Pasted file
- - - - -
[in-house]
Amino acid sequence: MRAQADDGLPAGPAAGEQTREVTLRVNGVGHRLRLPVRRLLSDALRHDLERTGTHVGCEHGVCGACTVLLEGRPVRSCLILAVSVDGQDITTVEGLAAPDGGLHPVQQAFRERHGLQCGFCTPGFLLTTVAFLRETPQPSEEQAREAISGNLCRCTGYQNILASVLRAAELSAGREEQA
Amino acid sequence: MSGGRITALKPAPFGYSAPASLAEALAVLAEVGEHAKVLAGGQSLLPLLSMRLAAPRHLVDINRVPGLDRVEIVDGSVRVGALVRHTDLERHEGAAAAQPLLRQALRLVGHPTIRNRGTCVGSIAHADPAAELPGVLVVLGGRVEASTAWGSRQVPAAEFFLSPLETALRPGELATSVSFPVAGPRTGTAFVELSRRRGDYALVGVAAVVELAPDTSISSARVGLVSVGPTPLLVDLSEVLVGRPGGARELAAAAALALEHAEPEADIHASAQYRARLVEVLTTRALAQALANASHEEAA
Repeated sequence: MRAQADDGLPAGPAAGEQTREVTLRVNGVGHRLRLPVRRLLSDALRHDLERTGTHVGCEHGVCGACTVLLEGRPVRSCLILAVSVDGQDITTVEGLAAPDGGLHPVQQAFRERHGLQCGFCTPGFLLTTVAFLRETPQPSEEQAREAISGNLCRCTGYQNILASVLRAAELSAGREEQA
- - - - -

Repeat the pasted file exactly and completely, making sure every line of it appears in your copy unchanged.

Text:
[in-house]
Amino acid sequence: MRAQADDGLPAGPAAGEQTREVTLRVNGVGHRLRLPVRRLLSDALRHDLERTGTHVGCEHGVCGACTVLLEGRPVRSCLILAVSVDGQDITTVEGLAAPDGGLHPVQQAFRERHGLQCGFCTPGFLLTTVAFLRETPQPSEEQAREAISGNLCRCTGYQNILASVLRAAELSAGREEQA
Amino acid sequence: MSGGRITALKPAPFGYSAPASLAEALAVLAEVGEHAKVLAGGQSLLPLLSMRLAAPRHLVDINRVPGLDRVEIVDGSVRVGALVRHTDLERHEGAAAAQPLLRQALRLVGHPTIRNRGTCVGSIAHADPAAELPGVLVVLGGRVEASTAWGSRQVPAAEFFLSPLETALRPGELATSVSFPVAGPRTGTAFVELSRRRGDYALVGVAAVVELAPDTSISSARVGLVSVGPTPLLVDLSEVLVGRPGGARELAAAAALALEHAEPEADIHASAQYRARLVEVLTTRALAQALANASHEEAA
Repeated sequence: MRAQADDGLPAGPAAGEQTREVTLRVNGVGHRLRLPVRRLLSDALRHDLERTGTHVGCEHGVCGACTVLLEGRPVRSCLILAVSVDGQDITTVEGLAAPDGGLHPVQQAFRERHGLQCGFCTPGFLLTTVAFLRETPQPSEEQAREAISGNLCRCTGYQNILASVLRAAELSAGREEQA